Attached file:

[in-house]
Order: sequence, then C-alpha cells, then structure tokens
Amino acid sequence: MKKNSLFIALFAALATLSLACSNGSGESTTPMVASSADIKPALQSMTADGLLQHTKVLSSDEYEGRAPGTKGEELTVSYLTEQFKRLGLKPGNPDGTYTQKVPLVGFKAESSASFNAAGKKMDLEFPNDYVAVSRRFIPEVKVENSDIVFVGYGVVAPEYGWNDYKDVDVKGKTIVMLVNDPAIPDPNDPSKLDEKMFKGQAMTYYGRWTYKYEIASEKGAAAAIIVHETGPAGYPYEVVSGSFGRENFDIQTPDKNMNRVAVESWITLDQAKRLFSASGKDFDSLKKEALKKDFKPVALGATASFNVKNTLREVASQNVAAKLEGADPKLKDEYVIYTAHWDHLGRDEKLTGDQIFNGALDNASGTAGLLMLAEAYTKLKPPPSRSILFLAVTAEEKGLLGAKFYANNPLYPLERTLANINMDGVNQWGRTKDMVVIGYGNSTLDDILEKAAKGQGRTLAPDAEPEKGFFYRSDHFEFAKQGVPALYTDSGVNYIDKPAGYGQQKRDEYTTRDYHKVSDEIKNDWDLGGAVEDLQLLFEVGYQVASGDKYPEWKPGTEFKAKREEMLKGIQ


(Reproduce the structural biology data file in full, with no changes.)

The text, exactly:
[in-house]
Order: sequence, then C-alpha cells, then structure tokens
Amino acid sequence: MKKNSLFIALFAALATLSLACSNGSGESTTPMVASSADIKPALQSMTADGLLQHTKVLSSDEYEGRAPGTKGEELTVSYLTEQFKRLGLKPGNPDGTYTQKVPLVGFKAESSASFNAAGKKMDLEFPNDYVAVSRRFIPEVKVENSDIVFVGYGVVAPEYGWNDYKDVDVKGKTIVMLVNDPAIPDPNDPSKLDEKMFKGQAMTYYGRWTYKYEIASEKGAAAAIIVHETGPAGYPYEVVSGSFGRENFDIQTPDKNMNRVAVESWITLDQAKRLFSASGKDFDSLKKEALKKDFKPVALGATASFNVKNTLREVASQNVAAKLEGADPKLKDEYVIYTAHWDHLGRDEKLTGDQIFNGALDNASGTAGLLMLAEAYTKLKPPPSRSILFLAVTAEEKGLLGAKFYANNPLYPLERTLANINMDGVNQWGRTKDMVVIGYGNSTLDDILEKAAKGQGRTLAPDAEPEKGFFYRSDHFEFAKQGVPALYTDSGVNYIDKPAGYGQQKRDEYTTRDYHKVSDEIKNDWDLGGAVEDLQLLFEVGYQVASGDKYPEWKPGTEFKAKREEMLKGIQ